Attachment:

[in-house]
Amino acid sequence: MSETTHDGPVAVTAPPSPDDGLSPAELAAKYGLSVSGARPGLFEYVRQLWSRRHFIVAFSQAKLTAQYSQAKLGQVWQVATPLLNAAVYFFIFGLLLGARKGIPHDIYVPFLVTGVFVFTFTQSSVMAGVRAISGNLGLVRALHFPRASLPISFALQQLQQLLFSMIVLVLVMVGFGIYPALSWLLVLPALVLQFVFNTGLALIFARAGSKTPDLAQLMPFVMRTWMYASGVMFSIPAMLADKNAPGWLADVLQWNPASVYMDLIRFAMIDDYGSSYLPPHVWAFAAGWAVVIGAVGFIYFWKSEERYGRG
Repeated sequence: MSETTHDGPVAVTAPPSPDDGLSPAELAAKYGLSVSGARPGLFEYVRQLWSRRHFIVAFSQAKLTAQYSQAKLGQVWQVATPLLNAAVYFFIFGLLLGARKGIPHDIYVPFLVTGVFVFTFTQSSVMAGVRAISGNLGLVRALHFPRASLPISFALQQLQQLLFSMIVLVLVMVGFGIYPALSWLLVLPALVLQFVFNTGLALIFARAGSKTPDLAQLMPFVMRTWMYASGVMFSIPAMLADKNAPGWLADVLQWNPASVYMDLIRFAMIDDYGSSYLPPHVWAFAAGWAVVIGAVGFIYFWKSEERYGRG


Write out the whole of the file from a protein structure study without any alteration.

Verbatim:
[in-house]
Amino acid sequence: MSETTHDGPVAVTAPPSPDDGLSPAELAAKYGLSVSGARPGLFEYVRQLWSRRHFIVAFSQAKLTAQYSQAKLGQVWQVATPLLNAAVYFFIFGLLLGARKGIPHDIYVPFLVTGVFVFTFTQSSVMAGVRAISGNLGLVRALHFPRASLPISFALQQLQQLLFSMIVLVLVMVGFGIYPALSWLLVLPALVLQFVFNTGLALIFARAGSKTPDLAQLMPFVMRTWMYASGVMFSIPAMLADKNAPGWLADVLQWNPASVYMDLIRFAMIDDYGSSYLPPHVWAFAAGWAVVIGAVGFIYFWKSEERYGRG
Repeated sequence: MSETTHDGPVAVTAPPSPDDGLSPAELAAKYGLSVSGARPGLFEYVRQLWSRRHFIVAFSQAKLTAQYSQAKLGQVWQVATPLLNAAVYFFIFGLLLGARKGIPHDIYVPFLVTGVFVFTFTQSSVMAGVRAISGNLGLVRALHFPRASLPISFALQQLQQLLFSMIVLVLVMVGFGIYPALSWLLVLPALVLQFVFNTGLALIFARAGSKTPDLAQLMPFVMRTWMYASGVMFSIPAMLADKNAPGWLADVLQWNPASVYMDLIRFAMIDDYGSSYLPPHVWAFAAGWAVVIGAVGFIYFWKSEERYGRG